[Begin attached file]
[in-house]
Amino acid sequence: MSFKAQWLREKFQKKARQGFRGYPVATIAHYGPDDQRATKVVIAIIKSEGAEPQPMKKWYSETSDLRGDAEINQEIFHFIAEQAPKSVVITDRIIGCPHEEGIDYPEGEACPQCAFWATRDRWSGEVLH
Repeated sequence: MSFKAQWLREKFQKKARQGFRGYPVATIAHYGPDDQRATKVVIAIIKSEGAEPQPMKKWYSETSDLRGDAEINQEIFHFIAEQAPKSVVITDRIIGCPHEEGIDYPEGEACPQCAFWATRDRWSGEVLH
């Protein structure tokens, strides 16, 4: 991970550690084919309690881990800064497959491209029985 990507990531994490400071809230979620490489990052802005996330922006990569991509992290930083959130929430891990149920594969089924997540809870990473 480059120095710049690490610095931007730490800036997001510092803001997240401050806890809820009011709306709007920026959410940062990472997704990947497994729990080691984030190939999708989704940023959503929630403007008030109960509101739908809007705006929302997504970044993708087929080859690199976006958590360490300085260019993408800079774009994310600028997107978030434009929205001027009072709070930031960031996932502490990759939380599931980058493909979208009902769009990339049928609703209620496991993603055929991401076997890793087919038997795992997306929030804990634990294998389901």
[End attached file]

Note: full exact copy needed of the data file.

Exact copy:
[in-house]
Amino acid sequence: MSFKAQWLREKFQKKARQGFRGYPVATIAHYGPDDQRATKVVIAIIKSEGAEPQPMKKWYSETSDLRGDAEINQEIFHFIAEQAPKSVVITDRIIGCPHEEGIDYPEGEACPQCAFWATRDRWSGEVLH
Repeated sequence: MSFKAQWLREKFQKKARQGFRGYPVATIAHYGPDDQRATKVVIAIIKSEGAEPQPMKKWYSETSDLRGDAEINQEIFHFIAEQAPKSVVITDRIIGCPHEEGIDYPEGEACPQCAFWATRDRWSGEVLH
């Protein structure tokens, strides 16, 4: 991970550690084919309690881990800064497959491209029985 990507990531994490400071809230979620490489990052802005996330922006990569991509992290930083959130929430891990149920594969089924997540809870990473 480059120095710049690490610095931007730490800036997001510092803001997240401050806890809820009011709306709007920026959410940062990472997704990947497994729990080691984030190939999708989704940023959503929630403007008030109960509101739908809007705006929302997504970044993708087929080859690199976006958590360490300085260019993408800079774009994310600028997107978030434009929205001027009072709070930031960031996932502490990759939380599931980058493909979208009902769009990339049928609703209620496991993603055929991401076997890793087919038997795992997306929030804990634990294998389901």